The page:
|Imperial War Museum North|
Paul Adamson shows us the Imperial War Museum North in Manchester....
On a rainy day in February the family and I decided to take a day trip out to the Imperial War Museum – North, situated on the banks of the Manchester ship canal it is only about 20 minutes drive from where I live yet it had taken 9 years to get round to visiting....typical modellers timeline.
The Museum itself is a rather imposing building that hangs on to the banks of the canal, it was designed as 3 ‘shards’ by architect Daniel Libeskind and occupies an industrial area that was heavily bombed during the war.
The museum, like all public museums in the UK is free to enter but of course they get you by charging for parking, whilst this is ample and not ridiculously expensive there is no on street parking nearby so unless you get the metro you are stuck. On gate guard duty is a T55 that was captured during operation Desert Storm; she’s still in good condition considering her outdoor location.
The main entrance leads into the cavernous vertical structure and in fact contains a lift that takes you up to a gantry, we didn’t take the trip so I am unsure as to what there is to see up there (this is also a chargeable trip). Incidentally striking a pose on entrance is purely optional.
Whilst the taking of photographs is not prohibited there is one area of the museum that hosts events (this was war at sea) on a regular basis and there is no photography allowed in this area. As a result on entrance you are required to have this information imparted to you by one of the staff before being issued a sticker proclaiming your agreement to this clause before being directed through the shop to the main museum.
One nice touch is that there are plenty of lockers available for you to put coats and all those belongings you don’t want to carry with you, as it was raining and we were all wrapped up this came in very handy in the warm and dry indoors. The museum itself is all housed on the first floor of the building and there are lifts available for those with prams or wheelchairs, on the way through many poignant reminders of what you have come to see are on display.
The entrance is dominated by a large sculpture entitled Crusader by contemporary artist Gerry Juda...
This is flanked by a less contemporary sculpture entitled Harrier AV8b by MacDonnell Douglas...
The main hall is a cavernous affair and there are regular presentations that provide recordings from the people involved whilst huge images are cast upon the bare white walls. This really is like being inside a huge 360 degree cinema but the effect really works, the voices and the sound effects coupled with the images draw the audience in and almost demands your unfaltering attention. At this point one is struck by the different approach this museum seeks to take; there is a definite feeling of condemnation against conflict rather than its glorification. I’m not suggesting that the museum goes all ‘tree huggy’ but the way the presentations are done is with a sense of poignancy about the events of war, certainly the presentation about how the war affected the Children certainly moved me close to tears (I blame being a dad, I was hormonal).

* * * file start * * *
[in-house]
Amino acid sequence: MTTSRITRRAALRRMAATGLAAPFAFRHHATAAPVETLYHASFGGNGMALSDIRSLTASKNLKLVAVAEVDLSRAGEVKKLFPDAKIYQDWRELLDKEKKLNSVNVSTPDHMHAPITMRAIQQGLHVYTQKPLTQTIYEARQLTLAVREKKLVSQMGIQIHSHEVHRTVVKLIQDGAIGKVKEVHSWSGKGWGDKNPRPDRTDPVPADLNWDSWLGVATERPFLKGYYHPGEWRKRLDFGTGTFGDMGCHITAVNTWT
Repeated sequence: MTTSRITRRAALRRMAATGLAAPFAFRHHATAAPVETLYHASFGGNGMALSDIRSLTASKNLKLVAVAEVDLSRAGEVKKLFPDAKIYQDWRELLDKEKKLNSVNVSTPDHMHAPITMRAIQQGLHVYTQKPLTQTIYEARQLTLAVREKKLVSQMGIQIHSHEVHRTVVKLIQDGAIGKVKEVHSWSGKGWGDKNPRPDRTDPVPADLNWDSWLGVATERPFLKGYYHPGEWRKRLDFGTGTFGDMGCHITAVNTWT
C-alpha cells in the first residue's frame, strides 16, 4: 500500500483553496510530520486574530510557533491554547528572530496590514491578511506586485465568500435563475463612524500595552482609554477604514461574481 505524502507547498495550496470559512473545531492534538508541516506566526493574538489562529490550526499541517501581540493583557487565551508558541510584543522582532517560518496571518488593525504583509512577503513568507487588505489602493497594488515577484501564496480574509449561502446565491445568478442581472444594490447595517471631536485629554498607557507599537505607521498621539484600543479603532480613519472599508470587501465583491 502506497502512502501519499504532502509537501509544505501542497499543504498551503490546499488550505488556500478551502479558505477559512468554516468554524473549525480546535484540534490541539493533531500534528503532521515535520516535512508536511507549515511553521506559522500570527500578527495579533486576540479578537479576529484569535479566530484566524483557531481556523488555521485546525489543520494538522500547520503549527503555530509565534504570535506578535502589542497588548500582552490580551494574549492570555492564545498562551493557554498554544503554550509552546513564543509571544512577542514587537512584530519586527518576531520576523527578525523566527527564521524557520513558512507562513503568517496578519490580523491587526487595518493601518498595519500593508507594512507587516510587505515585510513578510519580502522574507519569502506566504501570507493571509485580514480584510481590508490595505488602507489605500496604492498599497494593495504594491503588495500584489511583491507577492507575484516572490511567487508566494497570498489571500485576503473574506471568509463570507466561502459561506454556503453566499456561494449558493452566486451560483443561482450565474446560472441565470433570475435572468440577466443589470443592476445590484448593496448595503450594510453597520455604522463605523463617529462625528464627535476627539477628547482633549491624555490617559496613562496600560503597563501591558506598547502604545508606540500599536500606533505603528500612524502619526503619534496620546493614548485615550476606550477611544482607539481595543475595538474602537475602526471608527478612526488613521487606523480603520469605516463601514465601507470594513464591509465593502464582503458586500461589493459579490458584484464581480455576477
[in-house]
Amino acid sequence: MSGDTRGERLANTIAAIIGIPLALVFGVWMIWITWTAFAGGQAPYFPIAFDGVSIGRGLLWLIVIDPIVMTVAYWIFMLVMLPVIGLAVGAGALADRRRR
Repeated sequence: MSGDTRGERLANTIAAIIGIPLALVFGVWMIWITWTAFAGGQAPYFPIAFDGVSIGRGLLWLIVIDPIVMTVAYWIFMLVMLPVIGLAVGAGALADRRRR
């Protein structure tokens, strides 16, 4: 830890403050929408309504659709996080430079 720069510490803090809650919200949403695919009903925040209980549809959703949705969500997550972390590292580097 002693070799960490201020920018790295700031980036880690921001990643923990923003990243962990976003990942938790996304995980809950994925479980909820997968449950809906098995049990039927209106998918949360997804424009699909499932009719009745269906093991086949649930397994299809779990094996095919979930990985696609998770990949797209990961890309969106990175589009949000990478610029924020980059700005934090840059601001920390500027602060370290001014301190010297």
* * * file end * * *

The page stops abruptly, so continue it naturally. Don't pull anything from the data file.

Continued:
The museum, being a satellite of the IWM in London is considerably smaller and can be got round in about an hour which in truth was a little disappointing but what is there is still extremely interesting. The walls of the museum are festooned with relics and items from all major conflicts over the last 100 years and some are brought out for a more hands on look, in this case a teddy bear we had to take out as part of a school project for my eldest son.
Away from the walls the floor space is occupied with various items from field guns to fire engines these are well spaced so there is no feeling of being closed in despite the lack of any natural outside light.
The centrepiece (albeit not in the centre) of the display is a T34/85, in pristine condition she would be useful for walk around shots though I suspect she is more likely to be a post war model.
Perhaps the most poignant item is the pyjamas worn by an unnamed victim of the holocaust...
The inclusion of such items seeks to underline the horrors of war and this item more than all others goes a long way to reminding us of the sacrifices made over the years by civilians as well as combatants.
On a lighter note one display contained a vintage Tamiya 1/35th LRDG Chevy but I couldn’t get through the glass without being seen.
The exhibitions hall contained a display about the war at sea from WWI to the present day, sadly photography was not allowed in this area. Whilst the display was entertaining and indeed interactive it again suffered from being on the small side.
All in all the IWM north is a good day out but if I am honest I would not go out of my way to visit if I lived more than 50 miles away. If the museum seeks to draw repeat visitors it could really do with being a bit bigger, you can get round the whole thing in an hour, if you took the time to spend time with each exhibit you could extend this but you certainly won’t be there all day.